Alexander Taylor's picture
Real name: 

Welcome.

I am a script writer and editor based in Durham, UK. I use my experience in performing Stand up and Sketch comedy to bring my scripts to life. My favourite screenplay is Anomalisa by Charlie Kaufman. My favourite book is The Series of Unfortunate Events by Lemony Snicket. My...Read more

Mortician - Some Stories Are Eternal

The Mortician
When a young man takes refuge from a storm in the local morgue,
he quickly becomes enamored by the female undertaker.

Author Paul Hutchinson brings us The Mortician, an engrossing short horror pumped full of charm and intrigue.

Gruesomely enough, we open in a morgue where our mortician protagonist, Sara Douglas, works on a dead body. Unflinching with an expert hand, she tends to the cadaver that lies on the slab in front of her. Outside, a fierce storm howls.

All is quiet until Ben, a young man who most certainly is not comfortable surrounded by the dead, enters. The two share friendly conversation and even a birthday cake, as Ben struggles to figure out why Sara has chosen her career path, and how she manages to stay calm – even zen - in her place of work.

A flash of lightning illuminates the heavy rainfall outside.

Ben’s gaze turns to the cadaver.

BEN
How do you do it?

Sara holds up the syringe.

SARA
It’s just a bit of tissue builder.
You inject straight into the eyeball and...

Sara trails off as Ben turns the color of his gown.

BEN
I meant... How can you stand being here... Alone...

SARA
It’s quiet. I like that. Besides... They’re no trouble... Most of the time.

BEN
Most of the time?

Sara laughs.

Conversation flows between the two as Ben is drawn towards Sara. But something’s not quite right.

Maybe it’s just the power cuts brought on by the storm, or possibly being surrounded by dead bodies in such a small space. But even with birthday cake, Ben’s sense of doom grows. Something odd is going on.

With an effortless writing style, Paul has crafted a wonderful short screenplay with The Mortician. The characters  feel real… along with a charm to the work that cuts through the macabre locale.  There’s just that little question: what exactly’s going on here, and why?

Budgetarily, The Mortician is a slam (or is that slab?) dunk: with minimal cast and largely based on one location, it would be a breeze to shoot.

In other words, a brilliant little short just waiting for the right director to bring Sara and Ben’s story to life!

 

The Script

The Mortician

When a young man takes refuge from a storm in the local morgue, he quickly becomes enamored by the female undertaker.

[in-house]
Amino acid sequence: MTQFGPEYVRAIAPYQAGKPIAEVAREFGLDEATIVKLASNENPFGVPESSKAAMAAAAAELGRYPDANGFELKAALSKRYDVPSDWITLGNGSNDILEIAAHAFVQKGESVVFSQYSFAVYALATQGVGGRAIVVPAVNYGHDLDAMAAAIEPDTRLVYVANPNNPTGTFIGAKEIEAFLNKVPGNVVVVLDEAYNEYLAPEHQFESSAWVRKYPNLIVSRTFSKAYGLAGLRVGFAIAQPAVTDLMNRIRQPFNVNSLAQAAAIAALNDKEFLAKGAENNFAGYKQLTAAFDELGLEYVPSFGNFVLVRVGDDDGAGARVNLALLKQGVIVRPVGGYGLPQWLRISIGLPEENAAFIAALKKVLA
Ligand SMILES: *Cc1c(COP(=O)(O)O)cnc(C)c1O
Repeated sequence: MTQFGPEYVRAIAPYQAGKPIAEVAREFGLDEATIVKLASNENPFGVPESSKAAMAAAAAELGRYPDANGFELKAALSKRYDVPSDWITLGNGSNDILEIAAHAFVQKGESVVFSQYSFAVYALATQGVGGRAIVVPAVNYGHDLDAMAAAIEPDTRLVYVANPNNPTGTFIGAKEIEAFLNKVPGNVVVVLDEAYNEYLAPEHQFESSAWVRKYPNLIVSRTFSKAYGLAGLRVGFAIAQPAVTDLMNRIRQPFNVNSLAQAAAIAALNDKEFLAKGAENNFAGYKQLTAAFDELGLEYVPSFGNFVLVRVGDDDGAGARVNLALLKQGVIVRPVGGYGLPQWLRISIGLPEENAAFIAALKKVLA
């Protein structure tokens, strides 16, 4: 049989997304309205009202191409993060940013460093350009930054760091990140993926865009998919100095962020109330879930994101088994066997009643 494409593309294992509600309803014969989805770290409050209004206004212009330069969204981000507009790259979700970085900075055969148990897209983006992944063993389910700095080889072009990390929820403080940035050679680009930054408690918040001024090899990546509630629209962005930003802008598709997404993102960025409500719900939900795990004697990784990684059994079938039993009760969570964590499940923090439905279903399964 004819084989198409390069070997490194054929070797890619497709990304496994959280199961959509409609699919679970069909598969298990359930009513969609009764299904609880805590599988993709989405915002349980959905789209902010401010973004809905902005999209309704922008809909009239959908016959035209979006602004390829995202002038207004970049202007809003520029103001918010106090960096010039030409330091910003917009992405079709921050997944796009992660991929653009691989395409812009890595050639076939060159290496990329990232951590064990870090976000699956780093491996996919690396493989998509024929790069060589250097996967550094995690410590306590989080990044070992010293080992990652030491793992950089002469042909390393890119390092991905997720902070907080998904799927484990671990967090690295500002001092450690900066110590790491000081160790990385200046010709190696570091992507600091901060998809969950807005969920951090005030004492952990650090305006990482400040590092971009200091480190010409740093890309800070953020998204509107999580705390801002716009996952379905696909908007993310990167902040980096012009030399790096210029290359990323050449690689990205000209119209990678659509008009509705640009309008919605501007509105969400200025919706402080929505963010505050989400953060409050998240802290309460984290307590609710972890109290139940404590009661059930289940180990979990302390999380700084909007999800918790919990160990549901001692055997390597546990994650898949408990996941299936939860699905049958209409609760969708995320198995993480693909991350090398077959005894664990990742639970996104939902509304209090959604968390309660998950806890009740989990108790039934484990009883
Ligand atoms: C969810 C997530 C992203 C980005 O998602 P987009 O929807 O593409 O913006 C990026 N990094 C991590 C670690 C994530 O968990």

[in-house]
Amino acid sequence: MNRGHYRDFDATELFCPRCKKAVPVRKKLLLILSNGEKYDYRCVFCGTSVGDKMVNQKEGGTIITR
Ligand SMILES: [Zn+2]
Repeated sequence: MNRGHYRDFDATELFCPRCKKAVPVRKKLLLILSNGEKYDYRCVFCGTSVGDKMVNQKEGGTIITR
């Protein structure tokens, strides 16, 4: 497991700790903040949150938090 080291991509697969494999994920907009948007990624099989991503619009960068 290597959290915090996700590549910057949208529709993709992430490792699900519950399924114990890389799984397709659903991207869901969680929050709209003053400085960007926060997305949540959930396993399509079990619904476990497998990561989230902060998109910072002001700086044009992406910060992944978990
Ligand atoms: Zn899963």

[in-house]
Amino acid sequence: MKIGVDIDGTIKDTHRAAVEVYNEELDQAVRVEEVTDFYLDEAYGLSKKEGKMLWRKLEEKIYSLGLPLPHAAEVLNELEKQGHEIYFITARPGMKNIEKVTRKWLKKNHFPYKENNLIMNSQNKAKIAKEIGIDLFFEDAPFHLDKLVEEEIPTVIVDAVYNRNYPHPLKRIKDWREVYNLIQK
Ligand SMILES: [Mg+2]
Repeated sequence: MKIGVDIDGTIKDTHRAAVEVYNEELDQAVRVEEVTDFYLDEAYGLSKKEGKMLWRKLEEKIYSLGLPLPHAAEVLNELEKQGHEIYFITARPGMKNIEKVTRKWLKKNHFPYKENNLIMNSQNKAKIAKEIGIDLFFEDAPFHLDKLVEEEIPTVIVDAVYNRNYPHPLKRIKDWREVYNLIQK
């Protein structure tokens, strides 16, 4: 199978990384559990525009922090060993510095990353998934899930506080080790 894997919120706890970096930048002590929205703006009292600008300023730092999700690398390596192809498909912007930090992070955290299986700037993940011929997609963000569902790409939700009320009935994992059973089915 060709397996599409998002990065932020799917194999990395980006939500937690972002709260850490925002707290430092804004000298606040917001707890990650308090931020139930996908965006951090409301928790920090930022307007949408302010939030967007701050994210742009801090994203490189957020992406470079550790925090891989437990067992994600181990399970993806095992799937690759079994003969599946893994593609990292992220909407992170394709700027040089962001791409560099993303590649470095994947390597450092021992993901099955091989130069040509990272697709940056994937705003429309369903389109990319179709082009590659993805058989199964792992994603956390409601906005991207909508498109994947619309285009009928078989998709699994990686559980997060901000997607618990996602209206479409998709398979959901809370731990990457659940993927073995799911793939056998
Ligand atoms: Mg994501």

About The Reviewer

Cam Gray's picture
Real name: 

Surreal comedies are my release, but everyone else seems to like my dramas so I've put them up here for the sensible readers...

Currently studying at the London Film School and in my spare time I'm attempting to get some of these wonderful pieces of work out there into the real...Read more

About The Writer

Paul Hutchinson's picture
Real name: 

I am a dedicated and imaginative Screenwriter located at the centre of the universe (Chesterfield, Derbyshire, UK). I am more than happy to try my hand at different writing mediums and to that end, I have also written three sci-fi/fantasy novels. When I’m not writing my...Read more

Clear Win: Win-Win... or Wine, Wine?

Clear Win
A young man and a young woman battle over the last bottle of vodka.
Pride is at stake on both sides, but is there a greater win to be had?

Not all romantic stories about opposites attracting can be ‘When Harry Met Sally’ or ‘Pretty Woman’. You don’t always have New York in the fall as a wonderful backdrop or get a knight in shining armor to sweep you off the streets of LA into a new life of lavish gifts and polo matches.

Occasionally, you might just happen to meet someone while you’re off running a mundane errand, such as buying some booze. Even then, your initial chitchat may not be laced with crackling innuendo. Instead, it might be riddled with acerbic aspersions.

But then the unexpected happens; you stumble upon a commonality, a shared belief, an empathetic moment… and everything changes. Love is in the air and the erstwhile adversaries become a future twosome.

Such is the way with Fiona Faith Ross’ lighthearted and romantic tale; ‘Clear Win’. In this instance a  ‘her’ and a ‘him’ find themselves at odds in a convenience store as they aggressively fight for control over the store’s last bottle of cheap vodka.

HER
I saw it first.

HIM
Bollocks.

HER
Don’t you swear at me. I’ll have you arrested.

HIM
For not giving you your own way?

Both dig in their heels. Neither willing to give an inch to the other in an epic battle of ‘who gets to go home and get shitfaced on cheap-ass vodka’.

They each make a rather lame attempt to justify why one of them deserves the bottle over the other. Failing this, ‘Her’ uses her feminine charms to subtly disarm ‘Him’ to the extent he loosens his grip on the bottle. Using the moment to Her advantage, the woman successfully snatches the bottle away from ‘Him’.